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Farmland Investment Opportunities in Brazil

The best farmland opportunity may not be a few miles down the road. It may be a continent away in Brazil. 

“There are multiple avenues for appreciation that are unique to Brazilian farmland,” says Justin Kirchhoff, investment development manager at Summit Agricultural Group. This is why Summit Agricultural Group, an Iowa-based agricultural investment and farm management company, has invested in a 10,000-acre farm and a 50-million-gallon-per-year corn ethanol plant in Mato Grosso, Brazil. As the investment company has learned, these opportunities do not come without challenges, which is why they stress significant due diligence with input from local experts before making investments in Brazil.

Avenues for Appreciation

The ability to double crop is what fundamentally separates Brazil’s cropland from many other countries. “In September, Brazilians can plant the first crop of soybeans, which will be harvested in January or February. Then they go back and immediately plant corn, which can be harvested in July,” explains Kirchhoff. “If you have irrigation, you can produce a third crop like edible black beans.”

While double cropping is certainly a compelling reason to invest in Brazilian farmland, it isn’t the only one. Brazil has 100 million acres of pastureland that could be converted to row crops, so there is land available to expand production. In addition, Mato Grosso has a significant amount of value-added production, including soybean crushing plants, biodiesel, and corn ethanol in the future.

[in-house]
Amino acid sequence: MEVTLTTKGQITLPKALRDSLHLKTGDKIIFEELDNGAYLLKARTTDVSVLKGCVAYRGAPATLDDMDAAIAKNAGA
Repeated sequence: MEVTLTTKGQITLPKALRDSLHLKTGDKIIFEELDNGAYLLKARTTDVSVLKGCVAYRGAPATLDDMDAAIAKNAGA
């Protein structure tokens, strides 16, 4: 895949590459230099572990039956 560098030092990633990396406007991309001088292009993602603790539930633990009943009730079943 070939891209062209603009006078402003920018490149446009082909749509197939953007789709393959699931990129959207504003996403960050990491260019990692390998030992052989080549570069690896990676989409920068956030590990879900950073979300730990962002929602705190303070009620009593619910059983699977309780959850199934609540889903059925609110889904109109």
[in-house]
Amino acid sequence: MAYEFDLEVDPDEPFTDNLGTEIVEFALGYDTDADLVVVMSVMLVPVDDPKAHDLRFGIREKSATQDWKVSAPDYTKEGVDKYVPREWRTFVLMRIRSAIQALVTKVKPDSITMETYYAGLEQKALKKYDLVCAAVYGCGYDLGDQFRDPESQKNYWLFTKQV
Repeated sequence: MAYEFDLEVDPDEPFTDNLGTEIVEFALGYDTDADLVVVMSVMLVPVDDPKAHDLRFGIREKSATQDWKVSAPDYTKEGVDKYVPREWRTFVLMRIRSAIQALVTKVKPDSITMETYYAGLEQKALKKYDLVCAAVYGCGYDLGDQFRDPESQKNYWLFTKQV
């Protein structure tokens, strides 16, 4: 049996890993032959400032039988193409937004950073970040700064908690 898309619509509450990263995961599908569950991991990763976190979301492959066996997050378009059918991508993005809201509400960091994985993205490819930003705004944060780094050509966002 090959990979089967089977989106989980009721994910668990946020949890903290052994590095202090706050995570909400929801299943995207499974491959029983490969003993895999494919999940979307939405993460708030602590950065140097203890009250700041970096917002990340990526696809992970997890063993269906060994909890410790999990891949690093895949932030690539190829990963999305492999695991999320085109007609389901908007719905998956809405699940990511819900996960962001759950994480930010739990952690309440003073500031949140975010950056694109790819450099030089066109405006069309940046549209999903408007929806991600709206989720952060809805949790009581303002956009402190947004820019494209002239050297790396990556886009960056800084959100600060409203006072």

Brazil also has room to improve in terms of both yield and transportation costs, which could greatly increase the revenue per acre. Right now, Brazil’s corn yields drag behind the U.S., the European Union, and China. With improved varieties better suited to its growing conditions, Brazil should be able to boost corn yields, according to Kirchhoff. 

Brazil is notorious for its inadequate infrastructure that leads to a higher cost per bushel. In Mato Grosso, Kirchhoff is hopeful that this is changing. “There are a number of infrastructure projects scheduled during the next 10 years, including new roads, waterways, and port systems,” he says.

“Today, approximately 85% of production in Mato Grosso goes to ports in the southeastern part of the country. This is inefficient and expensive – about $2 a bushel,” he says. “A new port system in the North and waterways are under way, which will lower transportation costs. The last quote was for $1.77 per bushel.” With 60-bushel-per-acre soybeans or 120-bushel-per-acre corn yields, that adds up to a $15 to $30 savings per acre.

“The combination of all of these things makes Brazilian farmland a compelling investment opportunity,” says Kirchhoff.